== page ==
Are we overestimating the benefits and ignoring the pitfalls the iPhone has brought in the past 10 years?

Aral Balkan and Robert Colvile
Chief Executive Officer of Apple, Steve
Source: Getty

Q: ­­Are we overestimating the benefits and ignoring the pitfalls the iPhone has brought in the past 10 years?

YES – Aral Balkan, cyborg rights activist and co-founder of Ind.ie

On 9 January 2007, I was sitting at Moscone West watching Steve Jobs announce “three revolutionary products… a widescreen iPod with touch controls, a revolutionary mobile phone, and a breakthrough internet communications device.” The big reveal, of course, was that these were not three separate devices but one: the iPhone. It’s hard to stress how fundamentally the iPhone has altered the face of modern technology in the decade since. Its tremendous success, however, has also meant that a huge amount of power now rests in the hands of a single company. Apple has more cash in the bank today than the UK and Canada combined. It’s the sole gatekeeper to an App Store economy that employs 1.53m people. Thankfully, it sells products, not people (unlike, say, Google) but it’s beholden to no one. Apple’s often compared to countries due to its size but if it was a country, it would be a dictatorship. Isn’t it time we started funding democratic alternatives?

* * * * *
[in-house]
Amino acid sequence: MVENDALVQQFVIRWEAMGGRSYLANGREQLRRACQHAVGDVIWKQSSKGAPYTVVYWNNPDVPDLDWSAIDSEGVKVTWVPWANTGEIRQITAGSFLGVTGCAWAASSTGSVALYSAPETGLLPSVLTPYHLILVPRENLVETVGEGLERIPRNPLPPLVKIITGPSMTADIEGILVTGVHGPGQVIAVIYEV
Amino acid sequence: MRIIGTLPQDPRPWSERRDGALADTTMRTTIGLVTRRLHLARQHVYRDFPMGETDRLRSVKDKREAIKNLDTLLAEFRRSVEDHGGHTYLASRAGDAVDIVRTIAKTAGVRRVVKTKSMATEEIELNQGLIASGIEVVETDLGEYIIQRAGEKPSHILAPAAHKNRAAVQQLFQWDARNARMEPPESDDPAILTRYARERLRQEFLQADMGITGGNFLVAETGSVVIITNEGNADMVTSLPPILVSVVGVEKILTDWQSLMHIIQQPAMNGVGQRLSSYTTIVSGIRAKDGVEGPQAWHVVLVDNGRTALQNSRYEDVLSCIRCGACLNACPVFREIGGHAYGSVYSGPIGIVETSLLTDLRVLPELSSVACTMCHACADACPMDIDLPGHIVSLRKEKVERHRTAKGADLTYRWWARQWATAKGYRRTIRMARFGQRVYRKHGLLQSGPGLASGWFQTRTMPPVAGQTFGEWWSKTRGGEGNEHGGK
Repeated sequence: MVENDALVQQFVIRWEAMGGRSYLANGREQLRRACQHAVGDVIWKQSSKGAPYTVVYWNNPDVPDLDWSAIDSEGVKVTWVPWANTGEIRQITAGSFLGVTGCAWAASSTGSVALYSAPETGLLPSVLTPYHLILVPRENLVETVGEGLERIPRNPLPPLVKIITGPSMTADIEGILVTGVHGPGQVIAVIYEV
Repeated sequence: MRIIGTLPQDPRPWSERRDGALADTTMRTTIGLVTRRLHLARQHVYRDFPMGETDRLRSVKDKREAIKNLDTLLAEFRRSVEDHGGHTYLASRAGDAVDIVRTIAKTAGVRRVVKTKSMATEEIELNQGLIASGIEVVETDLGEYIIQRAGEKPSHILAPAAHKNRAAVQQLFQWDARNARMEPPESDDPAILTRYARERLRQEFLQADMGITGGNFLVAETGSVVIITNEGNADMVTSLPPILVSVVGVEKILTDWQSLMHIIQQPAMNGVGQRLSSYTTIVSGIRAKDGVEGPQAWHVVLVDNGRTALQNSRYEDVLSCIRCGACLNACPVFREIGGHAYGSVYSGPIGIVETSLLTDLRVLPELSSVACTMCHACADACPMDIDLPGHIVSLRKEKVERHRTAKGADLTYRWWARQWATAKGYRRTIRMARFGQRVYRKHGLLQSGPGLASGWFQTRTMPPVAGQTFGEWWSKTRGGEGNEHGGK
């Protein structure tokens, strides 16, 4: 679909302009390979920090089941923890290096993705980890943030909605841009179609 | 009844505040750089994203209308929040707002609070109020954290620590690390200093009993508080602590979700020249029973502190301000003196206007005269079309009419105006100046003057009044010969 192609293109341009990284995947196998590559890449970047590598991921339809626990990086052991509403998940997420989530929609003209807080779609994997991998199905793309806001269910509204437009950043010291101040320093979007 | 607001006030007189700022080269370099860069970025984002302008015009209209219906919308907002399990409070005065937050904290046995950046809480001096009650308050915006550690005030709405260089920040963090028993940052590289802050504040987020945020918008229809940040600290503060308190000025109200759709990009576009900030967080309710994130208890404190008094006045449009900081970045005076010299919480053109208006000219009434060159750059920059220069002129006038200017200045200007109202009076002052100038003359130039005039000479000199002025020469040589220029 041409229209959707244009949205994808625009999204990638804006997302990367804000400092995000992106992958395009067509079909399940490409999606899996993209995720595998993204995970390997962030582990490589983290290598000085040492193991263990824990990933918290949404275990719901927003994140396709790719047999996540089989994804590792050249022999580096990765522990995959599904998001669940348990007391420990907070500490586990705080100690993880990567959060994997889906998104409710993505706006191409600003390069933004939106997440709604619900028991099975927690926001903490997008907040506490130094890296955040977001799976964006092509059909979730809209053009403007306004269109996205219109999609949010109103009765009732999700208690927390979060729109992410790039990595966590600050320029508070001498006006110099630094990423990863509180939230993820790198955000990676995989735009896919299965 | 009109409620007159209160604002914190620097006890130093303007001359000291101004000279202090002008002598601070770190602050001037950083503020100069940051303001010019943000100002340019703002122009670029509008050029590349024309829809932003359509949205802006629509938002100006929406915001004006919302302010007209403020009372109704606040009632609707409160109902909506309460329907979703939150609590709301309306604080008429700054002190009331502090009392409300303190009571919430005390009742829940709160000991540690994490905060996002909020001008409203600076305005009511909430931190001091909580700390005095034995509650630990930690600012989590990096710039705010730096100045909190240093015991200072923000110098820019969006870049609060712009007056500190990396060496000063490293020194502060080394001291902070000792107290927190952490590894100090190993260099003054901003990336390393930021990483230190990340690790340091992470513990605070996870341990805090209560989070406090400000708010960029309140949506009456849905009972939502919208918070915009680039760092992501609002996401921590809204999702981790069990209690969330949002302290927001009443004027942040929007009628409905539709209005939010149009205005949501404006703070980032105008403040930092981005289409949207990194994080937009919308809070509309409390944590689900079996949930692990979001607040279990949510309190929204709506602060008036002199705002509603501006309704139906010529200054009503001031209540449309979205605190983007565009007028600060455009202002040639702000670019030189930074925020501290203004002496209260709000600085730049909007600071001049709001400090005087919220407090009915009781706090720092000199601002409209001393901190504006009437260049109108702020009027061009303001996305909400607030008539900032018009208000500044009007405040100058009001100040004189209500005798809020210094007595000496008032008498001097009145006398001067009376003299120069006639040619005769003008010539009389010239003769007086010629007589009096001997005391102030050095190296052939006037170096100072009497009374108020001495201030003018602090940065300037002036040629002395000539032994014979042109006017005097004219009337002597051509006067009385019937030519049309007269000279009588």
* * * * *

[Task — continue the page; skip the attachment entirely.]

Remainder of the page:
NO – Robert Colvile, editor of CapX

Overestimating the benefits of the iPhone is, frankly, almost impossible. It has connected the world, moving computing from something you sit at a desk to do to something that is with us every minute of the day. In the process, it’s enabled a host of products – Uber, Instagram, Snapchat, Citymapper, Pokemon Go – that make million if not billions of lives better, faster and happier every single day. Yes, there’s a case that we’ve become too dependent on our phones – to the point where we often find them more interesting and absorbing than the people around us. But these problems of willpower and attention are soluble – and often quite easily. The very thing that people complain about, that sense of constant connection, is the very reason why iPhones have embedded themselves in our lives. Ask yourself: how would you feel if you were forced to return to a dumb old Nokia brick, or even a landline? Case closed.

City A.M.'s opinion pages are a place for thought-provoking views and debate. These views are not necessarily shared by City A.M.

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